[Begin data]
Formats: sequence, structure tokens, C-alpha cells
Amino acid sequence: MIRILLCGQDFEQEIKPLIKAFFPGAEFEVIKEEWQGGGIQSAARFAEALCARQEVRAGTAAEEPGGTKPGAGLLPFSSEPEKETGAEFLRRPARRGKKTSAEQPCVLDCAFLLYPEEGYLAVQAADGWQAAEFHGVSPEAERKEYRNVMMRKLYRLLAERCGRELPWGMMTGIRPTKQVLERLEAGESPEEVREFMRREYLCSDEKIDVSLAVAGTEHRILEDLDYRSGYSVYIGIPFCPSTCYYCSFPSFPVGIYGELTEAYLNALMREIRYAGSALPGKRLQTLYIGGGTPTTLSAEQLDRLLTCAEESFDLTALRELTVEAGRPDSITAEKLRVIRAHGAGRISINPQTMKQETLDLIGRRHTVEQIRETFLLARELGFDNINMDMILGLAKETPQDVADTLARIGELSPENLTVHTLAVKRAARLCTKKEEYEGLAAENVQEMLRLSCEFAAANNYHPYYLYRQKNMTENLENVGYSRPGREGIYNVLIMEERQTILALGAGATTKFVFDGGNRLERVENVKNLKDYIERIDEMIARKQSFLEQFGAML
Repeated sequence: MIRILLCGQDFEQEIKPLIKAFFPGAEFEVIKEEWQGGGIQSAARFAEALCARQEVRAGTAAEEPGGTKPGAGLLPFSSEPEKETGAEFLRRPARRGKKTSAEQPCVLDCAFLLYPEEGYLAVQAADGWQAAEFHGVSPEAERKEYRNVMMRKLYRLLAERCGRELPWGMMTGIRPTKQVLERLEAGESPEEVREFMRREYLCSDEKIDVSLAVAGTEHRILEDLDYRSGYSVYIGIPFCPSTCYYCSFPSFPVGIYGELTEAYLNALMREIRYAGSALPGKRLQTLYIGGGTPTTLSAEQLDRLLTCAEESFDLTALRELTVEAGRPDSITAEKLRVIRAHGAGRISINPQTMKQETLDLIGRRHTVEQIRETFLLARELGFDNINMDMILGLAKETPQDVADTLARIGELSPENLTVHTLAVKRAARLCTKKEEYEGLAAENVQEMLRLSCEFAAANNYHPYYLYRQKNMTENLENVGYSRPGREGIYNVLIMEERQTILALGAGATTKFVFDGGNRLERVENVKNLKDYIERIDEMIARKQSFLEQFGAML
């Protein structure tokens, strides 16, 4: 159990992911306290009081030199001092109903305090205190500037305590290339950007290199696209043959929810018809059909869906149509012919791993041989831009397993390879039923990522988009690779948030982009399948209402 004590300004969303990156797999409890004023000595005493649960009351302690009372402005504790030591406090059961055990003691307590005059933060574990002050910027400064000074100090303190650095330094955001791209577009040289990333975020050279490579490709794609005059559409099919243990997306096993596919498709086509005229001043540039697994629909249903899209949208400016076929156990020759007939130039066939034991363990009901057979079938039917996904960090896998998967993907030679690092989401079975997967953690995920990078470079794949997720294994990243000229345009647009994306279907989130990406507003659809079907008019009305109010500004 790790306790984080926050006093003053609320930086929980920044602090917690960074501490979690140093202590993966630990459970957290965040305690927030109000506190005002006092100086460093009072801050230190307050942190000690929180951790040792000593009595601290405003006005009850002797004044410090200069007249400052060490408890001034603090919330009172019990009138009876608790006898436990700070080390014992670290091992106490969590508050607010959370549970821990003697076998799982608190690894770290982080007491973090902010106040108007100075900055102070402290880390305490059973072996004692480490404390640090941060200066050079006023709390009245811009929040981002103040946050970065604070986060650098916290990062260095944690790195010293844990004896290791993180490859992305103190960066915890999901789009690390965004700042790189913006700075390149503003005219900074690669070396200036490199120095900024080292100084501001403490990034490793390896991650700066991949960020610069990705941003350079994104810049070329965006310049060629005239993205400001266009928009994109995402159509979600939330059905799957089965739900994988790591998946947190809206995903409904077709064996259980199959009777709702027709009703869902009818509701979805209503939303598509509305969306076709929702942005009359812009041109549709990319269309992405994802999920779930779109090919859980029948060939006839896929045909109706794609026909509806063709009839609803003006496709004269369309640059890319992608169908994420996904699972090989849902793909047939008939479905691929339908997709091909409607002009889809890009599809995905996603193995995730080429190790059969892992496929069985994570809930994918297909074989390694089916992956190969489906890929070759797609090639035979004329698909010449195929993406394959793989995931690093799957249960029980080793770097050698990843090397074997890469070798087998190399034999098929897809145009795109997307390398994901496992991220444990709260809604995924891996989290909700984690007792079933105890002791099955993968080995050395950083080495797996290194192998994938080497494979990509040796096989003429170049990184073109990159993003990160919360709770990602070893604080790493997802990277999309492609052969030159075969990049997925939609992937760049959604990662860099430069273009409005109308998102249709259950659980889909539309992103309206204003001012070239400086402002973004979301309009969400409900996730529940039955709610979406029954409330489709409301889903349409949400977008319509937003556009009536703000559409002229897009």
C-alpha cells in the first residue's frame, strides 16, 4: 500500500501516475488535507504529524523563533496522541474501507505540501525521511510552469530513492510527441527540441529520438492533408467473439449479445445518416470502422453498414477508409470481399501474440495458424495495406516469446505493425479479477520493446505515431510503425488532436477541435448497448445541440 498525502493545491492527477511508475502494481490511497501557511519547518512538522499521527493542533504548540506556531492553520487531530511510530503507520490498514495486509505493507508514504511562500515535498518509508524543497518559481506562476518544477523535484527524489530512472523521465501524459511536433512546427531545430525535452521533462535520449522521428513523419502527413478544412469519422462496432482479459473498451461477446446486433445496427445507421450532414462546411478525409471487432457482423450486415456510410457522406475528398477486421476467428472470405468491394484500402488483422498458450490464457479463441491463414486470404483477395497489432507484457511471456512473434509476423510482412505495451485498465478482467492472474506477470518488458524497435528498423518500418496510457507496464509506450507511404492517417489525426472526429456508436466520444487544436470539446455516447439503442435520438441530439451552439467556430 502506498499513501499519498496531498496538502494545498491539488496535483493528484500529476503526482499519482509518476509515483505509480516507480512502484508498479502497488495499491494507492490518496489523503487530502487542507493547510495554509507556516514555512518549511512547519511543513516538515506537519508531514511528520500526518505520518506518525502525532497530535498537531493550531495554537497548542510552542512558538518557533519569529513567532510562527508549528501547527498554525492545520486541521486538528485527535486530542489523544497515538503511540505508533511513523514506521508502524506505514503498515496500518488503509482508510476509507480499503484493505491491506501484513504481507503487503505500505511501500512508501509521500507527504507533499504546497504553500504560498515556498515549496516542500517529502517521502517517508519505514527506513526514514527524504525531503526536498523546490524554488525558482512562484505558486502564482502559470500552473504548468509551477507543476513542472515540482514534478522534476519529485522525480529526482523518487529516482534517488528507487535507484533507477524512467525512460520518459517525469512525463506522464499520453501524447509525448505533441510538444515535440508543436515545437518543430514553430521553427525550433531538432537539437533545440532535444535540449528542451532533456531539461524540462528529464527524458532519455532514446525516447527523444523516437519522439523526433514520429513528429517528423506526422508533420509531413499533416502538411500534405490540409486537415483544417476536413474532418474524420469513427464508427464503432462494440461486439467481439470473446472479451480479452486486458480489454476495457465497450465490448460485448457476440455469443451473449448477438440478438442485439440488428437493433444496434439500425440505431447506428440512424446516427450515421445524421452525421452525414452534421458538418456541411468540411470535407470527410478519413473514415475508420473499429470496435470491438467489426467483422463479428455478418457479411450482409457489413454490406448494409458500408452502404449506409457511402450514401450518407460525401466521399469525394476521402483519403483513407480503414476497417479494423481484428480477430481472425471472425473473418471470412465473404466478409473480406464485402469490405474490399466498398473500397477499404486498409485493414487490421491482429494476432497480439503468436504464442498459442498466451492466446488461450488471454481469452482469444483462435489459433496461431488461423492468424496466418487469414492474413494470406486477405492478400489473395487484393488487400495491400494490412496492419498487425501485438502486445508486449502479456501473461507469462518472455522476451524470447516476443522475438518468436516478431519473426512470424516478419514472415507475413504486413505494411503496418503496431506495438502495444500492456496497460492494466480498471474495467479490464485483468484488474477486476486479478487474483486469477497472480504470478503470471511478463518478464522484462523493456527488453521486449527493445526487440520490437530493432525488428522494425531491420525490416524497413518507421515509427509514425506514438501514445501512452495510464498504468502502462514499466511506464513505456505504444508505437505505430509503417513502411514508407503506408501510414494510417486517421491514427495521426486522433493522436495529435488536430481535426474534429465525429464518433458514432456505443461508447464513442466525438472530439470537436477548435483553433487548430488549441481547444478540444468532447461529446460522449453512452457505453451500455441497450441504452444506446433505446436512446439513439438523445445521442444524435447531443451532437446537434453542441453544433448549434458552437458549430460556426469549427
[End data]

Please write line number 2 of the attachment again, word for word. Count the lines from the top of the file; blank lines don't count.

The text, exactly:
Amino acid sequence: MIRILLCGQDFEQEIKPLIKAFFPGAEFEVIKEEWQGGGIQSAARFAEALCARQEVRAGTAAEEPGGTKPGAGLLPFSSEPEKETGAEFLRRPARRGKKTSAEQPCVLDCAFLLYPEEGYLAVQAADGWQAAEFHGVSPEAERKEYRNVMMRKLYRLLAERCGRELPWGMMTGIRPTKQVLERLEAGESPEEVREFMRREYLCSDEKIDVSLAVAGTEHRILEDLDYRSGYSVYIGIPFCPSTCYYCSFPSFPVGIYGELTEAYLNALMREIRYAGSALPGKRLQTLYIGGGTPTTLSAEQLDRLLTCAEESFDLTALRELTVEAGRPDSITAEKLRVIRAHGAGRISINPQTMKQETLDLIGRRHTVEQIRETFLLARELGFDNINMDMILGLAKETPQDVADTLARIGELSPENLTVHTLAVKRAARLCTKKEEYEGLAAENVQEMLRLSCEFAAANNYHPYYLYRQKNMTENLENVGYSRPGREGIYNVLIMEERQTILALGAGATTKFVFDGGNRLERVENVKNLKDYIERIDEMIARKQSFLEQFGAML